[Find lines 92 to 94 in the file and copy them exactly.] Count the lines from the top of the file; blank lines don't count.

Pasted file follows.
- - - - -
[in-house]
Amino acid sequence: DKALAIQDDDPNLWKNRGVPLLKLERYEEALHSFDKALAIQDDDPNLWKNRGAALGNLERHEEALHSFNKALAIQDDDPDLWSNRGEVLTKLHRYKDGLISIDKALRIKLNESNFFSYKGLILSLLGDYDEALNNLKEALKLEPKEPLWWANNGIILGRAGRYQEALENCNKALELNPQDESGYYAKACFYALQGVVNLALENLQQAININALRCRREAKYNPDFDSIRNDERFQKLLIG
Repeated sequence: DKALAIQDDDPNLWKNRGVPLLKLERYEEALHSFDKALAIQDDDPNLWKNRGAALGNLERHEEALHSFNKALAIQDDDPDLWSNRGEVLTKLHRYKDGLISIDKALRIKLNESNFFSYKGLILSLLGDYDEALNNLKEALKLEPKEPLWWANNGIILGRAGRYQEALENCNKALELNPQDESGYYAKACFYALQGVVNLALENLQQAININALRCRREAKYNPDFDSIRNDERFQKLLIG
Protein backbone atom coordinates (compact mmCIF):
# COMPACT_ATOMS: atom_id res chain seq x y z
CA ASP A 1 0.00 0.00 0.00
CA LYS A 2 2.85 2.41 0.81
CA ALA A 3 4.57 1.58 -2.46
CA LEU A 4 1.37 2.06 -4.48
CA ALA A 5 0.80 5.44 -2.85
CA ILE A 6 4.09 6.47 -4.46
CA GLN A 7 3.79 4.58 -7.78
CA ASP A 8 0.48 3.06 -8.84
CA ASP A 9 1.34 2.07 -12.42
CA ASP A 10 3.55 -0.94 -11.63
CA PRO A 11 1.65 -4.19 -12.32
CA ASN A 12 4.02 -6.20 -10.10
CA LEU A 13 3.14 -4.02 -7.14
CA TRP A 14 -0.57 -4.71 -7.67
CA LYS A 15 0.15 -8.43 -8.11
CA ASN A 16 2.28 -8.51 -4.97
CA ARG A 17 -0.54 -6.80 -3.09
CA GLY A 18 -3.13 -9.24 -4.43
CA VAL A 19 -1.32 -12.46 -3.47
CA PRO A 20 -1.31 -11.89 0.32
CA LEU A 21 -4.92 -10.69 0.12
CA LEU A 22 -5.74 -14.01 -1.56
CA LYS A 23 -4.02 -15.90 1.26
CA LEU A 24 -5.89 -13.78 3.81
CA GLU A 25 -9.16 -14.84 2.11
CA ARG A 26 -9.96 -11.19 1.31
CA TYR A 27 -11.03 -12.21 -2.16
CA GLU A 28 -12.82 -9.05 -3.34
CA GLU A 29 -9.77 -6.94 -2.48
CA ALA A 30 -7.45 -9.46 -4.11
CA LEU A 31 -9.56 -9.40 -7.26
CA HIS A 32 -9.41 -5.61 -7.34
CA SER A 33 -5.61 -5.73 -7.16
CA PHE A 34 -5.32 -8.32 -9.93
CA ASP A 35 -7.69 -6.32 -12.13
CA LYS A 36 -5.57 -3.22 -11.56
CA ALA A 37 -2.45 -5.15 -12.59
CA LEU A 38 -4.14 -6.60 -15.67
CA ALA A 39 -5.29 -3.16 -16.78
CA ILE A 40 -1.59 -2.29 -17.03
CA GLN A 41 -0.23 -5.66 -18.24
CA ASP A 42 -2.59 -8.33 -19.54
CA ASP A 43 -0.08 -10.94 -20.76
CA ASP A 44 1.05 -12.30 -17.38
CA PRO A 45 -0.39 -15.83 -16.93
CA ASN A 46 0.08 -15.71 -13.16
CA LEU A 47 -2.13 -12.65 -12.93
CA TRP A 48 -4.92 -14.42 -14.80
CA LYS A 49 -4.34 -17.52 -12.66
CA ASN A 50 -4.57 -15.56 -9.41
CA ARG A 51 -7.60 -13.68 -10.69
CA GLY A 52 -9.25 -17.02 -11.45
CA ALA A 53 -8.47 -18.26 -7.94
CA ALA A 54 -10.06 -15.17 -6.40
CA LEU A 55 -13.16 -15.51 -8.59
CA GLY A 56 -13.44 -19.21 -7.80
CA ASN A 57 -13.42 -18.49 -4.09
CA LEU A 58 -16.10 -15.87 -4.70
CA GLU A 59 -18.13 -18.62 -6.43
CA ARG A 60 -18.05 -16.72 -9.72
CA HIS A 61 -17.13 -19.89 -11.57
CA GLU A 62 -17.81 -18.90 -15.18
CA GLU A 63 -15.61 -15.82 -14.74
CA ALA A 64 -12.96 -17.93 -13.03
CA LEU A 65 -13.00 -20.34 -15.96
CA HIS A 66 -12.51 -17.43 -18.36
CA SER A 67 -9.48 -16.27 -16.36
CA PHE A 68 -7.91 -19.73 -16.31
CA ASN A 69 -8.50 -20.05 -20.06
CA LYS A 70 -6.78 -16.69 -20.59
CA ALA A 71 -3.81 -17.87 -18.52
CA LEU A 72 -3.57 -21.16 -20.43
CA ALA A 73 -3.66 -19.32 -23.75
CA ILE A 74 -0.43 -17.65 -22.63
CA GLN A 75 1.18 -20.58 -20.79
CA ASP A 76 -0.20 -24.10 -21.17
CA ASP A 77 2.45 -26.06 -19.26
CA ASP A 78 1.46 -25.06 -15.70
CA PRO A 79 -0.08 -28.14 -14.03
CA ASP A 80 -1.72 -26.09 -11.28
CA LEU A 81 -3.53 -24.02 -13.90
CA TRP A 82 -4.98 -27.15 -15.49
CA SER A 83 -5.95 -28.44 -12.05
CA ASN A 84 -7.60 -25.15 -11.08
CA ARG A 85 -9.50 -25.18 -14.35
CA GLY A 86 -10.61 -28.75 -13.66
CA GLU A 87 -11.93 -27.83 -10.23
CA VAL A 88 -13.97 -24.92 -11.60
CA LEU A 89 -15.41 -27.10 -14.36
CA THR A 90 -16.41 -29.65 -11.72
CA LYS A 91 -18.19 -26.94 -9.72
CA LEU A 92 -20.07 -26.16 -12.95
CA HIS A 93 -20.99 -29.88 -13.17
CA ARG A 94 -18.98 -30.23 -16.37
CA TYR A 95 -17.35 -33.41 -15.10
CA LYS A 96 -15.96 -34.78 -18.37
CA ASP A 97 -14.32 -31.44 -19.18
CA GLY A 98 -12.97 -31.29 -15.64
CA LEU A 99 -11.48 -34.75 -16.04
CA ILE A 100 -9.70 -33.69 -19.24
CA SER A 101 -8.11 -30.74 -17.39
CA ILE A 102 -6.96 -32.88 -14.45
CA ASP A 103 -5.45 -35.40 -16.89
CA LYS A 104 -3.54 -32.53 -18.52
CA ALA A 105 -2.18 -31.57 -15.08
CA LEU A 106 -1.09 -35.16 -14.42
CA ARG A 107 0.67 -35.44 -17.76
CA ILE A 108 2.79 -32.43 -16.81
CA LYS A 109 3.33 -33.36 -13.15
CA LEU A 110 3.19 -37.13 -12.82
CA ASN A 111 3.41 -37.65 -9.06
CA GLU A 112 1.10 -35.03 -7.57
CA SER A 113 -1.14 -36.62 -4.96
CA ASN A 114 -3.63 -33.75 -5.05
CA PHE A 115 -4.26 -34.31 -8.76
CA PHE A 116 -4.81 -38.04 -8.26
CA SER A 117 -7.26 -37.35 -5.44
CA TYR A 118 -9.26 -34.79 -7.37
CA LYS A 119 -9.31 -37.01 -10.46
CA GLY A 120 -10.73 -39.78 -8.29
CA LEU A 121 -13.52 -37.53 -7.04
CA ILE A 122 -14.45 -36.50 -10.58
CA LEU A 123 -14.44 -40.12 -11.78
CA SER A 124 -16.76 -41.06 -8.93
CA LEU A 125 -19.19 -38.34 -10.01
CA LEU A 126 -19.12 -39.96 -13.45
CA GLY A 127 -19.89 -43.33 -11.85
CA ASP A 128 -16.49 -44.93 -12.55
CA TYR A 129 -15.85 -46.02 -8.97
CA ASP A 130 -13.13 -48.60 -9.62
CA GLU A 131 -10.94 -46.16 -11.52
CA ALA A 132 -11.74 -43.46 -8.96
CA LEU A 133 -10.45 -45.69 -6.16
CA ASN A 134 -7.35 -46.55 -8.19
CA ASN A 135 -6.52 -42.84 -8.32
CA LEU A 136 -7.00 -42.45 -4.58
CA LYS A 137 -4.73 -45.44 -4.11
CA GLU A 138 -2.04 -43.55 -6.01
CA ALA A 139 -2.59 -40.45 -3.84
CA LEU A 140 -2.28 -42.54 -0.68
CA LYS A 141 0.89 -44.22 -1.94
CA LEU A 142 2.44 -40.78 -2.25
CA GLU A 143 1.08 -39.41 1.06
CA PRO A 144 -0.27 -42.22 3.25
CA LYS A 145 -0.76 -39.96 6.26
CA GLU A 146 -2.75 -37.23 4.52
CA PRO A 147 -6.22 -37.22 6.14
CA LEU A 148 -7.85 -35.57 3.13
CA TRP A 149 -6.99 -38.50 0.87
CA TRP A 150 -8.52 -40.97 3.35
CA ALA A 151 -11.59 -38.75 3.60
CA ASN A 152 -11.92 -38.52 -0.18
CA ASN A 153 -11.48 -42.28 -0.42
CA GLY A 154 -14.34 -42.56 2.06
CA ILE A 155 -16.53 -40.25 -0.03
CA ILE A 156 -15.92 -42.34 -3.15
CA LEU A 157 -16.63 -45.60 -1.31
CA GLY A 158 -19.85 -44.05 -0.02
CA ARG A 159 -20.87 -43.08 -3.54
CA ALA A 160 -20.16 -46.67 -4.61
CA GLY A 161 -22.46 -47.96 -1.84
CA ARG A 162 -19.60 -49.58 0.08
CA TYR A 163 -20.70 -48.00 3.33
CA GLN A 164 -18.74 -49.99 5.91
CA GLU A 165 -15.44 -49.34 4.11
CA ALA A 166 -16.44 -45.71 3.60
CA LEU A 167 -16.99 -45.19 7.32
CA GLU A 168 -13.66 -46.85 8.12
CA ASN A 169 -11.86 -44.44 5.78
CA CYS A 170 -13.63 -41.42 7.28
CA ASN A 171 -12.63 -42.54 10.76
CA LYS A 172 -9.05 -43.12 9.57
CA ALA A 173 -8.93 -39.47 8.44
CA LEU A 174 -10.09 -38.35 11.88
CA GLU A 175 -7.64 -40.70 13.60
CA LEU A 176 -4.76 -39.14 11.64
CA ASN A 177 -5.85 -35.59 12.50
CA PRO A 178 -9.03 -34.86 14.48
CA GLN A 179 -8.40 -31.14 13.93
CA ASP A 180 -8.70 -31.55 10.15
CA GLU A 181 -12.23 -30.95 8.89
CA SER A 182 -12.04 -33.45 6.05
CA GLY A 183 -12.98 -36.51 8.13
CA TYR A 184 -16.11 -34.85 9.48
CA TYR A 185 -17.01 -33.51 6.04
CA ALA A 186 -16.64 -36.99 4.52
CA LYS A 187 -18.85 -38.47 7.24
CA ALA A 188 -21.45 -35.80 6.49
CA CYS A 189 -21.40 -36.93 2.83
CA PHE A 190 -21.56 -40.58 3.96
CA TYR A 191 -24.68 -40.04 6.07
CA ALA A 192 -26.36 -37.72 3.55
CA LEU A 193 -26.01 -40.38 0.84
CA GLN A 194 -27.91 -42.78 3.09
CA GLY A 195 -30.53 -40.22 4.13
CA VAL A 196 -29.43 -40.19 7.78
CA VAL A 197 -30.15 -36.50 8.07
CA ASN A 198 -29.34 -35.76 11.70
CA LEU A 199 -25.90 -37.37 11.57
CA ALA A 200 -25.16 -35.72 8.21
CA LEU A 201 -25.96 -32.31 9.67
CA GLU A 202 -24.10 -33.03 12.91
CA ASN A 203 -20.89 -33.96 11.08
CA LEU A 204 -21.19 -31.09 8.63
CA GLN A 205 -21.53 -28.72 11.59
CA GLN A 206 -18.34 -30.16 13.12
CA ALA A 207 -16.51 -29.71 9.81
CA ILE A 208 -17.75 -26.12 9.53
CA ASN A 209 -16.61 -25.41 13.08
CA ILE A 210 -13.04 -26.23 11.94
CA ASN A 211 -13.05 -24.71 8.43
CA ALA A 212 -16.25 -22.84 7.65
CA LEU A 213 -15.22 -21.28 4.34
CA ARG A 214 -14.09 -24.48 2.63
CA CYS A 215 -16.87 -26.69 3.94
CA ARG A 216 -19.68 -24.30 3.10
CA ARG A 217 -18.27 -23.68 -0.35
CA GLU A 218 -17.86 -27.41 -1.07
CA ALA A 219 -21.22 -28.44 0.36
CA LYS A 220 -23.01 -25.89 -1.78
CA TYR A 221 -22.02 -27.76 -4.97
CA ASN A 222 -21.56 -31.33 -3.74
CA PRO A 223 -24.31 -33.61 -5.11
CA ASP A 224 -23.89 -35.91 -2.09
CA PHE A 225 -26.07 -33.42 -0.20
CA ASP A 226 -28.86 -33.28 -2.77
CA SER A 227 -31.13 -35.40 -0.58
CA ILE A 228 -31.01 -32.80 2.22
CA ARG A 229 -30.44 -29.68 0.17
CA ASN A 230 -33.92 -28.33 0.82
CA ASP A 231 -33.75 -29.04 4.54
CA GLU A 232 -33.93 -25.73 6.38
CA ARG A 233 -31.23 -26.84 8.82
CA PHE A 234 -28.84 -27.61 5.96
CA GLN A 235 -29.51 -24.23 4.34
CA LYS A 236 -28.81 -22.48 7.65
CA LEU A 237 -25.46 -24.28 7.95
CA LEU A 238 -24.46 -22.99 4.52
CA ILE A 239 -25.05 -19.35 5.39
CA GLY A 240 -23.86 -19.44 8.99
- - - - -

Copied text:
CA GLU A 87 -11.93 -27.83 -10.23
CA VAL A 88 -13.97 -24.92 -11.60
CA LEU A 89 -15.41 -27.10 -14.36